@zensaiyuki @esvrld I think you were very misunderstood in this thread, yeah it's obvious capitalism needs to push away these kinds of works and that's absolutely fair, and it's also a fair remark that we tend to write scenarios and people that mirror our own understanding of ourselves (hence the humanoid everything)

that does not mean of course your point is invalid, the opposite in fact! we should probably make an effort to make this a noticeable issue and give credit to authors who actually do write fiction keeping that in mind

at least I think it's way better than ranting about it and soon abandoning the discussion

@badmoxx thanks for sticking up for me. some people don’t appreciate comments from strangers on here and that’s okay. people can have their own boundaries and aren’t obligated to understand my intent.

@esvrld can I get your take on an idea? I've been playing with the idea of writing a mouse-guard fic that leans into the idea of a matriarchy. does that feel like leaning into the idea of this thread to you or more reproducing the problem? I'm genuinely not sure

@secretlySamantha oh, absolutely. i've never read mouse guard, but if you'd like to describe your concept in more detail, i can certainly give my opinion. dm me; i've this conversation muted so i won't get notifications from replies in it

@esvrld my take is that speculative fiction exists to hold a mirror to our world, but what the mirror reflects is down to the choices made by the author. Some of those choices won't be conscious but reflect the author all the more clearly for that.

@robotcarsley @esvrld speculative fiction should ask a question, then examine it. What question is asked, and what evidence the author allows, speak volumes about the author and what agenda they're pushing. My own Venleitche started out with the question, what if karma was real, and the magic of the world brought back the impact of everything you did? How do crappy people try to get away with stuff in such a world? What problems arise that still require adventurers?


You aren't wrong, but sf has also always been a vehicle for authors who envision societies quite different from modern western society.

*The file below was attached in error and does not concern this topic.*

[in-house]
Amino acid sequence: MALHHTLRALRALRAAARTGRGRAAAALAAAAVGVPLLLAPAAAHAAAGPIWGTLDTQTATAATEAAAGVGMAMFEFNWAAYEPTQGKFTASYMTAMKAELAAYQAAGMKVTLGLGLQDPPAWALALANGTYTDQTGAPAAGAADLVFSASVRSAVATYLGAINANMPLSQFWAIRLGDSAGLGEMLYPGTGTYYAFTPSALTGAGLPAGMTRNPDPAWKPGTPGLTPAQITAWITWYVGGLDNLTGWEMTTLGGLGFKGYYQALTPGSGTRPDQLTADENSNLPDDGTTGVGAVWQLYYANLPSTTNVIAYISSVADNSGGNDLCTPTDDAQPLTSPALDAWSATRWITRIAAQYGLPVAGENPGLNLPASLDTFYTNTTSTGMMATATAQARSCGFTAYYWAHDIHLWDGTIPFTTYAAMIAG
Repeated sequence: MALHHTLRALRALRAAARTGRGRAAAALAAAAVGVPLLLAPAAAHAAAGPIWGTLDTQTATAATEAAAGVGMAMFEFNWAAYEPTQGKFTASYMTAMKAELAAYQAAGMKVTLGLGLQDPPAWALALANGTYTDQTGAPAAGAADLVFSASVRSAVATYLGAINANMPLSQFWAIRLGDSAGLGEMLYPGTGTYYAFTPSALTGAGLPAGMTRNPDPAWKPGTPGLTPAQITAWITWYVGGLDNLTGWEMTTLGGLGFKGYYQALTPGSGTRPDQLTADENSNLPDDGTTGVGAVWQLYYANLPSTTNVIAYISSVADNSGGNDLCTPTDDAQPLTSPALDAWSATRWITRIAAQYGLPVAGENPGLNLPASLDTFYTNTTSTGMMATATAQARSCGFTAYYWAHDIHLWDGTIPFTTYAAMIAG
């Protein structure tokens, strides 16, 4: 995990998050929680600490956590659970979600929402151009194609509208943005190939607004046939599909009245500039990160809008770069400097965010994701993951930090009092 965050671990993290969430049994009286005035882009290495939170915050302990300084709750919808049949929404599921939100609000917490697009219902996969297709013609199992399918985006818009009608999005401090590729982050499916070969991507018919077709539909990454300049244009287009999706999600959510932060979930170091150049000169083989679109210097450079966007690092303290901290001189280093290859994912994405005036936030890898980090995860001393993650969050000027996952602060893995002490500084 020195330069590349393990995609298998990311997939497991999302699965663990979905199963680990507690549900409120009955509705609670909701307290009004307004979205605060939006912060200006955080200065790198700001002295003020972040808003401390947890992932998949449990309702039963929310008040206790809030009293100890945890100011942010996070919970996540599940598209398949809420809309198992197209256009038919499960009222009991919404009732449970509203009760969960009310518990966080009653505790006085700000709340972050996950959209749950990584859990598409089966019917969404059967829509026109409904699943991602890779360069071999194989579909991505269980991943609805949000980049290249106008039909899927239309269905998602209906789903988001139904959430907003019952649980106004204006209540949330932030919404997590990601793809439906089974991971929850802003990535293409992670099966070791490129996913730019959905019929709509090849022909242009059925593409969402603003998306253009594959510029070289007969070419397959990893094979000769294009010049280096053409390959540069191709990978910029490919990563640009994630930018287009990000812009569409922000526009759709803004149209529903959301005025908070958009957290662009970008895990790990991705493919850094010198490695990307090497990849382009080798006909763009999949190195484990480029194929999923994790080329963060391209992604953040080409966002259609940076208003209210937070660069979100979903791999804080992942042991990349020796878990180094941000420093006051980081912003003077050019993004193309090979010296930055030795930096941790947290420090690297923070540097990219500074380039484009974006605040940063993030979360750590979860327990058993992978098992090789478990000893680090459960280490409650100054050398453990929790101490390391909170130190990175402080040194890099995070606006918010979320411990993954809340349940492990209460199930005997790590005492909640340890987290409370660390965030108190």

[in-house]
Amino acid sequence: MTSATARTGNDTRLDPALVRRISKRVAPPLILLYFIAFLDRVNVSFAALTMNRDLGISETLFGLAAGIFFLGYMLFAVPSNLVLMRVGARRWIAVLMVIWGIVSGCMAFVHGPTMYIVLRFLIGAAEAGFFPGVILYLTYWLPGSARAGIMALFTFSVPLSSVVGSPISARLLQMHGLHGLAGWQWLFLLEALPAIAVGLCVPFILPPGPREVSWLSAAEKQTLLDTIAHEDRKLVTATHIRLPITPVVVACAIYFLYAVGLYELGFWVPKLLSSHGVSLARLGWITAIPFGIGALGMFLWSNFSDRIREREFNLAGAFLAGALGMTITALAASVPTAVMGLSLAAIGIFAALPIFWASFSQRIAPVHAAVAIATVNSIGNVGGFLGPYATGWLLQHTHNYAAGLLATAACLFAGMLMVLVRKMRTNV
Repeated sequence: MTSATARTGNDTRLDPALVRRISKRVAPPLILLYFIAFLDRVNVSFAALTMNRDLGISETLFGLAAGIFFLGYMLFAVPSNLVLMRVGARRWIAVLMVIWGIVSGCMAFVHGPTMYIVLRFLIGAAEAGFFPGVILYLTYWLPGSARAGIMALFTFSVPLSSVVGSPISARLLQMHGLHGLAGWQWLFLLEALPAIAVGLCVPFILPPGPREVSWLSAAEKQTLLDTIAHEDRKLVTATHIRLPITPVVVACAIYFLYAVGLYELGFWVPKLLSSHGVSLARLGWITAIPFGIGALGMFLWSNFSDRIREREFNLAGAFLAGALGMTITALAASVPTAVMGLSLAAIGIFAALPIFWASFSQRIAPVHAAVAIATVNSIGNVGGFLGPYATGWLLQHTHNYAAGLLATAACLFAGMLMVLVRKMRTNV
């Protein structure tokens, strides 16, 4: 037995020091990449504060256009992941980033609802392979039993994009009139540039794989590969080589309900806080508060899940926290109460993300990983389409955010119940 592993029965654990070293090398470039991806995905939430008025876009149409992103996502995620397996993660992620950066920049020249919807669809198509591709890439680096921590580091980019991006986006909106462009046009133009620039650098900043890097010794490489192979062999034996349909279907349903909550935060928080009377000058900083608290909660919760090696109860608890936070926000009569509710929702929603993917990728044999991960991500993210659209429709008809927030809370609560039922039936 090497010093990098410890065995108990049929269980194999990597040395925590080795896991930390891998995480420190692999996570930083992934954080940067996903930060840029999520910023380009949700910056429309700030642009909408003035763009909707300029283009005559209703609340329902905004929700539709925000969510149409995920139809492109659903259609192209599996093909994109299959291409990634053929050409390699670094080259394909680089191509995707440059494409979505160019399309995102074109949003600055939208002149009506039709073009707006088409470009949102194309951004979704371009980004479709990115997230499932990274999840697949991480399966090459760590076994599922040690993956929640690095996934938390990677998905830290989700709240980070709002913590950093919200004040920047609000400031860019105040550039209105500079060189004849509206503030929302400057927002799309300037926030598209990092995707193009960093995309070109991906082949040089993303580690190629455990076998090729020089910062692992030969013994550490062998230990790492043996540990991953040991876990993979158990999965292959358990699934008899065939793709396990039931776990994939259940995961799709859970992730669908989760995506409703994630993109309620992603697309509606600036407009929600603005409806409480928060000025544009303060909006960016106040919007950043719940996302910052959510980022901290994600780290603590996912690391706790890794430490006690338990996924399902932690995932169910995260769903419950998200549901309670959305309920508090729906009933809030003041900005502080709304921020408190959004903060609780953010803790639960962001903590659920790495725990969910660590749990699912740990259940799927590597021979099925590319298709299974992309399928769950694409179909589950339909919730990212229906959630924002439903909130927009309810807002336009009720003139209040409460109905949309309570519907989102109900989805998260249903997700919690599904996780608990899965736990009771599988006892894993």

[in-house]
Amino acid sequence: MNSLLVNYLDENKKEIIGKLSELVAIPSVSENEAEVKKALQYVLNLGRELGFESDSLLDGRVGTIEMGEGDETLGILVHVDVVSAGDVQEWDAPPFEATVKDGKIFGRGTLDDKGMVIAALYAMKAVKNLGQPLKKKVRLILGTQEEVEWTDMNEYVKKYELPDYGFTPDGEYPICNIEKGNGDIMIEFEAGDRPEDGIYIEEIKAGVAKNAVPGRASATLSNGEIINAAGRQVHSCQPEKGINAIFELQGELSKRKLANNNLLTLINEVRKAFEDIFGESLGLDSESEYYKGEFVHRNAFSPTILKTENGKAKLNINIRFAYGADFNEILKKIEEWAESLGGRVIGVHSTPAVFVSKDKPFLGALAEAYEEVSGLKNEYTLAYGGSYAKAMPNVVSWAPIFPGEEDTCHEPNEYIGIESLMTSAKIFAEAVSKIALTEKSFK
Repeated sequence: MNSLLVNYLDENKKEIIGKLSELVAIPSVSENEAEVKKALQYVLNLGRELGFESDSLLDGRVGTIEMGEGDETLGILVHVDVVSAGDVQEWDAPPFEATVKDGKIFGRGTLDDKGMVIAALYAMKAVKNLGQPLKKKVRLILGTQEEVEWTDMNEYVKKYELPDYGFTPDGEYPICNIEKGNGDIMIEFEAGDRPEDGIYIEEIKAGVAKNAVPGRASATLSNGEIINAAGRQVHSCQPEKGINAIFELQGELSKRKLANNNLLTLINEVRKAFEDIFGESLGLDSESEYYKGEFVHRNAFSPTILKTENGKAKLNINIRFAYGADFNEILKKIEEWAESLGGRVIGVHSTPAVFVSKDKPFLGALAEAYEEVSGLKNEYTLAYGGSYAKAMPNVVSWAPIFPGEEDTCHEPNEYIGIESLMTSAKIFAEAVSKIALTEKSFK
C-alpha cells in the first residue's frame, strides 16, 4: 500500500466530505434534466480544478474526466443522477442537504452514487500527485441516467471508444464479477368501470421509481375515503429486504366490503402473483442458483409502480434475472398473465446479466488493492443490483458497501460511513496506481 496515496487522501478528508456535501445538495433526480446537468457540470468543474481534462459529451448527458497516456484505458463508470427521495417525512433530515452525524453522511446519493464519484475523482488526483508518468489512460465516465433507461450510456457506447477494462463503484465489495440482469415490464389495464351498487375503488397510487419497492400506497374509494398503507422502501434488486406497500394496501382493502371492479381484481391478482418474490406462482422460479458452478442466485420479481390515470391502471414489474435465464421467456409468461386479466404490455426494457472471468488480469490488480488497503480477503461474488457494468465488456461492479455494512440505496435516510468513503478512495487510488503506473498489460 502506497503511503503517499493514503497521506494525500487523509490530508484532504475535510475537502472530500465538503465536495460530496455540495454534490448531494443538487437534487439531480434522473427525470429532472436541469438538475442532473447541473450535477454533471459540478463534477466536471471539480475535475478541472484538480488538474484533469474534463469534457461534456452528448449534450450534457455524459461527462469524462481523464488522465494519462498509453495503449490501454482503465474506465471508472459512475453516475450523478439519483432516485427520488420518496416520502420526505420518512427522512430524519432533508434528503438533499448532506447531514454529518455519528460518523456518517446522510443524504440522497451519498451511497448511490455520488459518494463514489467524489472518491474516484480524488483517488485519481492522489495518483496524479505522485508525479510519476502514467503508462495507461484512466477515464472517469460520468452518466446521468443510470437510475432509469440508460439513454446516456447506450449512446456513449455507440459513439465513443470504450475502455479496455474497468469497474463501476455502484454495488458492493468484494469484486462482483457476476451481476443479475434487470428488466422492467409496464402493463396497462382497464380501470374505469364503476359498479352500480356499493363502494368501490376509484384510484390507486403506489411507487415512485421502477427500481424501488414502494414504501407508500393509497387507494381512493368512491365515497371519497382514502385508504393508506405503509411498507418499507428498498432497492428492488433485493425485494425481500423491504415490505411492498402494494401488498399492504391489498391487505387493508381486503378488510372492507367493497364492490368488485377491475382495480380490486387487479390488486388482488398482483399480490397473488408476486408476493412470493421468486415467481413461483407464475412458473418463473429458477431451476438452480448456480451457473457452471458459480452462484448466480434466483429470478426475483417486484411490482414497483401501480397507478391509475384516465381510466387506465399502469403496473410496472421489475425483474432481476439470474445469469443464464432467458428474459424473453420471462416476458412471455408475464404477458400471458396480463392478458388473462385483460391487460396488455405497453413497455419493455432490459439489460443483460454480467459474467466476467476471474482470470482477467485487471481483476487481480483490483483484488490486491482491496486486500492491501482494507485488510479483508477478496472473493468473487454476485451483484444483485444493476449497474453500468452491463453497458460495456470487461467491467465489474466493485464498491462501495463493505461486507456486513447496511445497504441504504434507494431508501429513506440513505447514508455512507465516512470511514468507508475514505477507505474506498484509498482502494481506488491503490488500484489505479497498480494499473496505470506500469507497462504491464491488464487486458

For instance, Olaf Stapledon, Robert Heinlein, Cordwainer Smith, Frank Herbert, Joanna Russ, Ursula Leguin, Octavia Butler, Stanislaw Lem, A. E. Van Vogt, John Brunner, Phil Dick, Michael Moorecock, Phillip Jose Farmer, M. D. Cooper.

'Social Science Fiction' was one of Isaac Asimov's three 'types' of science fiction: gadget, adventure, and social.

@hhardy01 heinlein would actually be my go-to example of what i'm talking about it scifi. many of his works — 'the puppet masters' and 'starship troopers' being the most glaring ones — are straight-up fascist propaganda

@hhardy01 i'm not condemning the entire genre here, i'm saying a large portion of authors fail to explore its full potential (aided, of course, by a publishing industry determined to give the audience only more of the same, but that's outside my scope here). le guin and butler for sure would be examples of authors who do do that

@esvrld @hhardy01 I love Heinlein but he's one of my first thoughts of "impressing our own social biases into our art without questioning them" when it comes to SF. Asimov is right up along side him.

@enby @esvrld

RH is "impressing our own social biases into our art without questioning them"?

Ok but...

The allegation was that the 'basic failure of most all speculative fiction' is 'the failure to examine its societal pre-assumptions.'

How can one read 'The Moon is a Harsh Mistress", "Starship Troopers", "Time Enough for Love" and "Stranger in a Strange Land" and say that?

Asimov: The City and the Stars.

@enby @esvrld

Where I fault "classic" science fiction most is in the almost non-existent role of women. I am straining my brain for an ur-example of a strong female protagonist in science fiction literature...

*Jeopardy music* sf authors who handle women characters well, identify as women or trans/transitioning in the case of M. D. Cooper.

Le Guin, Margaret Atwood, Cooper, Joanna Russ, Butler, Kurtz, Tiptree, Collins, Vinge, Cherryh.

I am writing my 1st sf story now hope I do better.

@esvrld what's that book with vat cloning, cannibalism and locusts

@esvrld Sorry but there are a lot of works that don't show things that way? I can't think of many examples off the top of my head (most of my scifi reading when I was a kid was clarke and asimov tbh and they do indeed have a lot of work that conforms to your statement (and also some that doesn't but again, I'd have to do a double check)) aside from Ursula LeGuin

@esvrld check out the imperial radch series by anne leckie for great deconstructions of empire, identity, personhood, culture, etc

@esvrld (i agree and wanted to shout out a good recent author doing great things in that space)

@esvrld as Stanislaw Lem put it in Solaris: “we have no need of other worlds. We need mirrors.”